I believe Debito has written several times that he rarely gets any weird reactions about his nationality, and that most of the reaction from natives is positive. Then again, he chose a very unique kanji name that doesn’t imply a Japanese background, so he may just be setting the right expectations.

  5. Advice to white guys with Japanese names who encounter surprise – just remind them of Koizumi Yakumo.

  6. I don’t get questions about my nationality or race. Sometimes a question or two about my parents origin or whether I’m 婿養子 {mukoyōshi}, if anything. After a 10 to 15 second explanation, that’s it. They move on. I don’t mind answering the question, because it’s legitimate; I’m aware that people like me are unusual.

    Interestingly, if there’s teasing or poking fun or laughing or derision, it has always come from non-Japanese (especially Asian-Americans), never Japanese—even drunk Japanese. The most extreme reaction I’ve gotten from a Japanese is “すごい.” {sugoi} (“wow”)

    Then again, I haven’t yet had the opportunity to meet Takeo Hiranuma.

  7. I met a guy called 泉 who was blonde and blue-eyed. Apparently he was Serbian and got adopted by a western-japanese couple when he was a kid. So the kid’s main language was japanese.
    It was pretty funny to listen to him speak english.

  8. I know a couple with absolutely no Japan connection that named their daughter Kyoko (they knew it was a Japanese name, found it in a baby book). They pronounce it Key-Yo-Koh, however, which means that she is likely to be in for a surprise if she decides to do JET or something.

    That’s spooky — I have a Japanese friend whose (very Caucasian) friends in California named their daughter the same thing. This was about 30 years ago, so it wasn’t particularly trendy. IIRC the reason was that she was born in Japan during some kind of trip her parents had taken.

  9. Curzon,

    It’s “Hikaru,” not “Haruki.” I used to follow his career back in high school but didn’t keep up with things once I entered college. I’m glad to know he made champion. When he made grandmaster, I think he beat Bobby Fischer’s record of youngest American to qualify for the title.

    What’s funny about Hikaru’s name is that I think he’s the only GM in the world of Japanese descent. Although China’s chess team has beaten the US’s in olympiads, chess is not popular in Japan and there hasn’t been a Japanese national champion in years. Oddly, at the same time it’s the country that provided Fischer with one of the last homes he had because the acting head of the Japan Chess Association took him in. Weird stuff.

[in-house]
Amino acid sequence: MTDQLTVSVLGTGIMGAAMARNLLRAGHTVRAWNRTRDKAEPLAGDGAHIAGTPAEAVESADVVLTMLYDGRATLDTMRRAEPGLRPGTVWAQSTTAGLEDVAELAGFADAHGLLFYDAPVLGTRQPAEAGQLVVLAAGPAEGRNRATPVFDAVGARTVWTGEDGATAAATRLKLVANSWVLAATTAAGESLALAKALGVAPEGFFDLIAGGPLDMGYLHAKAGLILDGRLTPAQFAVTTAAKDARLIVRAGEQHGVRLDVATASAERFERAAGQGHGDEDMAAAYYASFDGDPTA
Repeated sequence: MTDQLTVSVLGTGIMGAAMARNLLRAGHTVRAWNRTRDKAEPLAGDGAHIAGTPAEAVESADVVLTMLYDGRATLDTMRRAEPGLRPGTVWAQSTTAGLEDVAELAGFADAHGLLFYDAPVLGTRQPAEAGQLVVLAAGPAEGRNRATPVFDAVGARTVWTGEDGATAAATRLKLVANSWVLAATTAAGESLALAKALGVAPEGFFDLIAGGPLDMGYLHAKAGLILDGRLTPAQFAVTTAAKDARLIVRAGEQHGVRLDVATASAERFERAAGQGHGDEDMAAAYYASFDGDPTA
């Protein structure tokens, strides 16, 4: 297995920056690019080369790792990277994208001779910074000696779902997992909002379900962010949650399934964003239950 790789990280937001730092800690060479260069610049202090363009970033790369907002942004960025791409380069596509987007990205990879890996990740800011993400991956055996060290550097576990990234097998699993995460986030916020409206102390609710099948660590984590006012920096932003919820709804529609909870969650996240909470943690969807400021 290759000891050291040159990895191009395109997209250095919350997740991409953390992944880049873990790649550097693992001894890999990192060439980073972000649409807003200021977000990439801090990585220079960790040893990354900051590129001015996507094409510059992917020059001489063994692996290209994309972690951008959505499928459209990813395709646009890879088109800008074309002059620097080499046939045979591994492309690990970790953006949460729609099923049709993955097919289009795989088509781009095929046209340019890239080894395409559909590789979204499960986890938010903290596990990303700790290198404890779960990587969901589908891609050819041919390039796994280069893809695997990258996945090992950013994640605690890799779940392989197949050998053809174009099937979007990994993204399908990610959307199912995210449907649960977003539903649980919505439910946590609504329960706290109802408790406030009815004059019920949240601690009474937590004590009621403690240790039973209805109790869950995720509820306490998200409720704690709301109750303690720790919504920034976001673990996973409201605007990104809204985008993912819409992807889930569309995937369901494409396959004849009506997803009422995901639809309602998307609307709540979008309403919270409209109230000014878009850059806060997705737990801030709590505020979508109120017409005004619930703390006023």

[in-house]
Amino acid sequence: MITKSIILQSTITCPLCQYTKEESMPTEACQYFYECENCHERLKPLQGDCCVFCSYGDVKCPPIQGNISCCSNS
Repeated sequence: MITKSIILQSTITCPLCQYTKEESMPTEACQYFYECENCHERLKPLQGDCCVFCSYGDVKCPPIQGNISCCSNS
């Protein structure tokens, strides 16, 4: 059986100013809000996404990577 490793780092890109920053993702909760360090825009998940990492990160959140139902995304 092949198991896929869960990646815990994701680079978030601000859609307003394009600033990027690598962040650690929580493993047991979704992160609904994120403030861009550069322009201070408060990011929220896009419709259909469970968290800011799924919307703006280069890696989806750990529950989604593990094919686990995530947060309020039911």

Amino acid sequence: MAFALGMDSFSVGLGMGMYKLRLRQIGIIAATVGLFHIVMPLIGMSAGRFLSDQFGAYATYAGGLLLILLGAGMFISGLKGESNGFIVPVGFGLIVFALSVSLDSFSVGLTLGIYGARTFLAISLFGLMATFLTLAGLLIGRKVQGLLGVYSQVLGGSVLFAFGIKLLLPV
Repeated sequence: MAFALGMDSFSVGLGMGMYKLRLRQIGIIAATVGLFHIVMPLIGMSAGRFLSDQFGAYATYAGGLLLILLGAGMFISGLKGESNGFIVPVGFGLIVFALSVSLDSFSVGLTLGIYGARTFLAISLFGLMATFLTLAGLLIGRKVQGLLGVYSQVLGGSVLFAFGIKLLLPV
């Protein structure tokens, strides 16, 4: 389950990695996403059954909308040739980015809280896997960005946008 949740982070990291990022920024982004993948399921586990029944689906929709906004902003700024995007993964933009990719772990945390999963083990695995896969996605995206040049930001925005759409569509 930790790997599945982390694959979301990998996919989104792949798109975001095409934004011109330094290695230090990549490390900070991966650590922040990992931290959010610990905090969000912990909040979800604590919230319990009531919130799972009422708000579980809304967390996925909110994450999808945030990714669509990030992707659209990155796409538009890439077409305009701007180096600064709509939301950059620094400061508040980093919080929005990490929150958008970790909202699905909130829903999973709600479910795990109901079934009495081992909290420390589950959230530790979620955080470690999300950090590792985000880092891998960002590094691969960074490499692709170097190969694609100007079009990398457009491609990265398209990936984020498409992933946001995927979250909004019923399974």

10. What’s even more surprising is that the full name of Nathan Nakano’s ship is actually the USS Hello Kitty Hawk.

  11. Justin:
    While you may not know,but in Sanrio universe the cat as we know as Kitty is actually “Kitty White”,a Brit born in London.
    What I didn’t know is that Kitty had a boyfriend by the name of “Daniel” who had moved to Pretoria,SA.I’d presume Daniel is either in the romantic relationship with exotic kittyfriend in the region or eaten alive by now.

    This is all from wikipedia,BTW.

  12. Being a Kobayashi, I do get the occasional surprise. I have fun sometimes in taxi cabs when I am sitting in the front seat, and wearing a suit. This only works if the driver’s name is Kobayashi too.

    What I do is, wait till we are stopped at a traffic light, then flip open the left side of my suit jacket where the “Kobayashi” is embroidered, and say “I am also a Kobayashi”

    I only recommend doing this when the cab is at full stop though.

  13. Kobayashi reminds me of Usual Suspects, where Pete Posthetltetltelwaite (…sure, I *could* have Googled the spelling) plays Mr. Kobayashi, despite not appearing the least bit Japanese.

    Wait, you have your name embroidered on all of your suits?

  14. Of course I do, doesn’t everybody in Japan? I have a friend who is from the US named Silverman. In his suits, it is銀男. I must admit, that one took a minute or two to figure out.

    In any case, Kobayashi is the 7th most common name in Japan, so I have a lot of automatic friends!

  15. I can translate my family name as 熊夫, 熊男, or 熊雄 (all read as kumao), but can never decide which works best. In Chinese the readings are all different though – Xion2gfu1, Xiong2nan2 or Xiong2xiong2.